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Caltrans to inspect bridges

Thousands need to be repaired or replaced, federal records say.

August 03, 2007|Sharon Bernstein and Catherine Saillant | Times Staff Writers

Caltrans officials on Thursday began emergency structural inspections of 69 bridges across California in the wake of the collapse of a span in Minnesota.

Many of those bridges are among nearly 3,000 in the state that the federal government found to be structurally deficient, with inspectors concluding that they must be repaired or replaced.

State transportation officials said Thursday that the federal findings don't mean the bridges are unsafe for vehicle use. Routine inspections have found all spans to be structurally sound, they said.

"If we felt that a bridge was unsafe, we would close it immediately," said Doug Failing, director of the California Department of Transportation's Los Angeles and Ventura County operations.

Caltrans Director Will Kempton said the state plans to inspect the 69 bridges built with steel trusses similar to those that failed in the Minnesota accident. The state owns 22 of those, and city and county governments own the rest.

The failure of the Minnesota bridge -- which was also classified by the federal government as "structurally deficient" -- has sparked concerns about whether other bridges are in danger of collapsing.

The U.S. Bureau of Transportation Statistics, which catalogs federal highway and bridge data provided by the states annually, reported problems with about 6,700 bridges in California. Those include steel-truss bridges as well as other types of spans. Of those, 2,994 were considered structurally deficient, needing "significant maintenance attention, rehabilitation or replacement."

The others were found to be "functionally obsolete," because the spans weren't built to handle today's traffic loads. Federal officials found these bridges in many cases were too narrow or didn't have proper vertical clearance.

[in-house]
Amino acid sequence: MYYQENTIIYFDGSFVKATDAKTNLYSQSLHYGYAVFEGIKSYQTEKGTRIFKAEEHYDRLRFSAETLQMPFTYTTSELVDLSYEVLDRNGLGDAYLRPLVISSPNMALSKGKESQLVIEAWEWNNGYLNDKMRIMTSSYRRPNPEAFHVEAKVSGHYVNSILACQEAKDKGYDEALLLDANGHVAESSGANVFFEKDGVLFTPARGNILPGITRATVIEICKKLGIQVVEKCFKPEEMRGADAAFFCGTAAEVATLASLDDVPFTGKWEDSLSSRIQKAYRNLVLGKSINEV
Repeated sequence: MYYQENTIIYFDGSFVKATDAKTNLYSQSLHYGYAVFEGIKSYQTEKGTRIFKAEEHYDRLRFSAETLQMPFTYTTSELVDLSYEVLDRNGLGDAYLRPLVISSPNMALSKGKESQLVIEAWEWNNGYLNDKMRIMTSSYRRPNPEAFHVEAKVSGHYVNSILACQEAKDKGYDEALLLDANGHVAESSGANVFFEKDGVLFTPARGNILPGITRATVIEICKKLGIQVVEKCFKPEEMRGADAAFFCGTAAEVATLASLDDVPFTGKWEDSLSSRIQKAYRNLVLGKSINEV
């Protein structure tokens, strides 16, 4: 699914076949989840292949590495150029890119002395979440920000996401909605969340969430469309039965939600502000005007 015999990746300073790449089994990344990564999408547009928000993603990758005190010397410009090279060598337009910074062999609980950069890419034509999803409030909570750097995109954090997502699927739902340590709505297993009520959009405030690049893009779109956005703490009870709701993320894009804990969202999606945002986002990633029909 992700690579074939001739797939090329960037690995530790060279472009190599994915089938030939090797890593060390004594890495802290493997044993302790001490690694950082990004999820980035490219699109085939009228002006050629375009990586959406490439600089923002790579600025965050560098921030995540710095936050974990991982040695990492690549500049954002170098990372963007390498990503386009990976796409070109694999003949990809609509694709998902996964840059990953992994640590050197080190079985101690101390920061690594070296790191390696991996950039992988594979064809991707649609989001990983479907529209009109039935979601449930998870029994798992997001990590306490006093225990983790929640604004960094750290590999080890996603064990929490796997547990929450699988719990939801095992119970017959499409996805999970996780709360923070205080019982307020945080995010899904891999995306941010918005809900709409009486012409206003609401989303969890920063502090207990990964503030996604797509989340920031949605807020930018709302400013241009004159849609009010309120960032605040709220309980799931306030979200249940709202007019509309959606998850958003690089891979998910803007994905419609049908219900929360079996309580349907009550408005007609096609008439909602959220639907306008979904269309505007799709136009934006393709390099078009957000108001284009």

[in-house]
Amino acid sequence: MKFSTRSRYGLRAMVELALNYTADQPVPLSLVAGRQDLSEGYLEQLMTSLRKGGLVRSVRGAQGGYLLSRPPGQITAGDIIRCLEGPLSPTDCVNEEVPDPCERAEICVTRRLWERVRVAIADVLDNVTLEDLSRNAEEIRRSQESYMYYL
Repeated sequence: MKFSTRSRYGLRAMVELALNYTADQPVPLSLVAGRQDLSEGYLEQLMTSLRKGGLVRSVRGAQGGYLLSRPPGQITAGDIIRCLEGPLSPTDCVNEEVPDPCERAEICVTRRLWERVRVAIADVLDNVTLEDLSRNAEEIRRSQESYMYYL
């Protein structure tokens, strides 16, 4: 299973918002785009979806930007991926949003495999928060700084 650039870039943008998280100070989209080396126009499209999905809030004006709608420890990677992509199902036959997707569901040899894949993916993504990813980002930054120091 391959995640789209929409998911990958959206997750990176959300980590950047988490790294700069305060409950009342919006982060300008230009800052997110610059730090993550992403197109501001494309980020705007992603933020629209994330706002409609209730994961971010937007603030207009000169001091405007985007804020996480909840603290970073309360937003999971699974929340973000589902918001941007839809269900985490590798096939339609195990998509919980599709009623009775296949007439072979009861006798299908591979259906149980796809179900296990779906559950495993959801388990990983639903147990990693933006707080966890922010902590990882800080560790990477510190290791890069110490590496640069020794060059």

About half of the roughly 24,000 bridges in California are owned by the state, and the rest are owned by city and county governments. Of the bridges found to be deficient, about half are owned by the state.

Most of the bridges owned by the state had problems with their surfaces, which officials insisted late Thursday were not critical flaws.

But 63 of those state-owned spans, including 27 in Southern California, had more significant structural problems, according to state records. Detailed data were not available on bridges owned by county and local governments.

State-owned spans in Los Angeles County with structural problems include the Commodore Schuyler L. Heim Bridge in Long Beach, a stretch of Kanan Road at the 101 Freeway, and the 405 Freeway at Temple Avenue.

In Riverside County, several spans were also structurally vulnerable, including Indian Street at the 15 Freeway and Warm Springs Creek at the 15. Structural problems in Santa Barbara County included Santa Monica Canyon at Highway 192, and the 101 Freeway at Oak Creek.

The state's bridges are relatively old -- half were built before 1967. And many are carrying trucks and other vehicles that are much heavier than the ones for which they were designed, causing stresses and crumbling concrete. The Gerald Desmond Bridge in Long Beach -- which has become an important route for port truck traffic -- is wrapped in wire nets that keep chunks of concrete from falling into the water and onto the streets below.

Failing and other Caltrans officials argued that bridges in California are safer than those in other states because most are built to withstand earthquakes.

And unlike bridges in other states, he and others said, bridges in California are built to withstand stresses in several places throughout their structure, so that if one support or joint is damaged by a quake, the others would continue to hold up the span.

But some other engineers said the state should be doing more -- not just inspecting bridges but also moving to fix the thousands that the federal government said are deficient.

"They're taking a whack-a-mole response to these things," said Richard Little, who heads USC's Keston Institute for Public Finance and Infrastructure Policy.

Little said the state should be concerned about the federal findings. "The public isn't interested in whether we have good bureaucratic procedures in place," he said. "The public is concerned whether we have public agencies that are on top of things."

Chia-Ming Uang, a structural engineering professor at UC San Diego, said that inspections are particularly important in assessing the safety of older bridges.

Many older bridges -- including several hundred in California -- are made of steel, Uang said, and can fail as the metal becomes fatigued. Prompt inspection of such bridges, which are more common in the eastern part of the country, is required to determine if there are cracks in the structure.

In addition to the issue of structural integrity, California has had to grapple with the danger posed to bridges by earthquakes.

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